The challenges faced by the Canadian media sector represent an incredibly challenging policy issue for the government. The struggles to adapt to heightened competition in the digital environment – the local paper now competes with a myriad of alternative choices – has led to layoffs, closures, and intense lobbying for a bailout. For the past few years, the government has largely resisted the lobbying efforts, recognizing the risks to the independence and trust in media that can come from government funding for the media itself. While concerns about government influence over the media and journalists are nothing new (I appeared before two Senate committees yesterday which both featured prominent former journalists), there is a difference between the prospect of future appointments and the perception of cash for favourable coverage.
Notwithstanding the misgivings, the Canadian government yesterday announced plans to supplement its support for the struggling media industry with a trio of tax policy reforms: the prospect of charitable donations to non-profit journalism organizations, a refundable tax credit to support labour costs for news organizations, and a non-refundable tax credit for Canadians that subscribe to Canadian digital news media.
The plan quickly attracted applause from groups that had been lobbying the government for months for support and criticism from those concerned with undue government influence over the media. While the charitable donation approach is common in the U.S. and the tax credit for subscriptions might entice some to subscribe to digital media, the plan to convene an “independent panel” to determine who qualifies for the tax credit for labour costs looks to be a problematic implementation of the proposal. Critics will rightly point out that it could lead to greater media mistrust with fears that organizations try to garner support with the government in order to obtain the necessary tax accreditation. Moreover, the proposed solutions, which are estimated to cost $595 million over five years, won’t change the structural challenges faced by the industry and might delay much-needed innovation.
Yet despite the significant concerns about tax credit implementation, the approach is better than many of the alternatives that have been raised in recent months. Groups have lobbying for a link tax, restrictions on fair dealing, taxes on Internet services, regulation of Internet platforms, or income tax reform that would have raised advertising costs for Canadian businesses. Many of these alternate proposals were based largely on visions of either cross-subsidization (Internet users subsidizing the news industry through higher access costs) or increased regulation designed to make Canadian news services more competitive by making the competition less so.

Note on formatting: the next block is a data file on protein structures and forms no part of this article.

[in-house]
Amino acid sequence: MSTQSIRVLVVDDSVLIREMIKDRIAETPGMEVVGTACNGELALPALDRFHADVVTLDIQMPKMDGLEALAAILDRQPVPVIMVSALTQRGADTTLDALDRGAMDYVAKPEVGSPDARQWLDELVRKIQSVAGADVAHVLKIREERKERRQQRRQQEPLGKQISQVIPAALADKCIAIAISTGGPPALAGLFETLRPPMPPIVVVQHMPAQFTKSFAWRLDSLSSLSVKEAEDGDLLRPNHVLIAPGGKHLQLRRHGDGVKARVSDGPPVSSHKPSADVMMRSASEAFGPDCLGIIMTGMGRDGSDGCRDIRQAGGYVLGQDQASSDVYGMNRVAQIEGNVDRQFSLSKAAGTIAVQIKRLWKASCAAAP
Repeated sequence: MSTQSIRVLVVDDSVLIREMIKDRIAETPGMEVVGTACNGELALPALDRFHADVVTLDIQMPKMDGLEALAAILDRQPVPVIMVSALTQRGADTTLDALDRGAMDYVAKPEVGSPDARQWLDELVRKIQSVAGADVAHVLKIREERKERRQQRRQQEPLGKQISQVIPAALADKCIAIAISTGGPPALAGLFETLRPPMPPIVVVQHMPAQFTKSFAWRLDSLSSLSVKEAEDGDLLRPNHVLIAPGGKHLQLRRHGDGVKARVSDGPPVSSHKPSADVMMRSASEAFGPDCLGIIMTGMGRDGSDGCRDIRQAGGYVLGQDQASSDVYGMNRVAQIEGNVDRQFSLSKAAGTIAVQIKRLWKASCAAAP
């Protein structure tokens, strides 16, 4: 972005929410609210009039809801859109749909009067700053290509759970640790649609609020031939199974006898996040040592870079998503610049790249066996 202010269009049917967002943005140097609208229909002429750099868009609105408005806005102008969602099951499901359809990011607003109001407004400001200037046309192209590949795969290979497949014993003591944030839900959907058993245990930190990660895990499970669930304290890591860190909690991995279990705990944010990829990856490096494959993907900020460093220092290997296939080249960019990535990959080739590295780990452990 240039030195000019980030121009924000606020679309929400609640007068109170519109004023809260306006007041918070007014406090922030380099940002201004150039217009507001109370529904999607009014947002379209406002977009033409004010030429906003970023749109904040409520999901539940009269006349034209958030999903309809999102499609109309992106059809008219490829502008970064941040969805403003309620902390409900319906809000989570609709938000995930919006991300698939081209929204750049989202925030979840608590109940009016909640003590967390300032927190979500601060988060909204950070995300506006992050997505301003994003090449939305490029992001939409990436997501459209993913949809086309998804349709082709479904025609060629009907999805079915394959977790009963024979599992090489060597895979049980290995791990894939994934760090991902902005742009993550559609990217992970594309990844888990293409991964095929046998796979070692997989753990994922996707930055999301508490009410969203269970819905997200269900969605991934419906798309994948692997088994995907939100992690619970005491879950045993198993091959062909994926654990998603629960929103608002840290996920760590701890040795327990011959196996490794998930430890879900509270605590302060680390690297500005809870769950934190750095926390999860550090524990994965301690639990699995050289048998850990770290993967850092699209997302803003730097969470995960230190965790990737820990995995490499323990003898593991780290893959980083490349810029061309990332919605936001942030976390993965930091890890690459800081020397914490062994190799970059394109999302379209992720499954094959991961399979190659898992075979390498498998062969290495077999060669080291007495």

Instead, the government is focused on using its most effective tool in the toolkit – tax policy – to create incentives to invest in the sector and continue the shift to digital. Setting aside the implementation concerns, that is good news from a policy perspective since the approach may foreshadow the outcomes of similar battles over telecom, broadcast, and copyright policy where the same cries for government intervention are often heard.
For example, the Broadcast and Telecom Review Panel was asked to consider whether changes were needed to support the continued viability of local news. That question has been answered by the new government policy, which should serve as a model when demands to levy new taxes or restrict fair dealing are made to “save” broadcasting, publishing or the music industry. There may be a reasonable debate over the benefits and risks of government support for these sectors. But if the media, broadcasting, or publishing needs public support and the government believes it is in the public interest to do so, funding should come from general revenues as part of broader government policy, not through cross-subsidization and a myriad of levies that run counter to other policy goals such as affordable Internet access and marketplace innovation.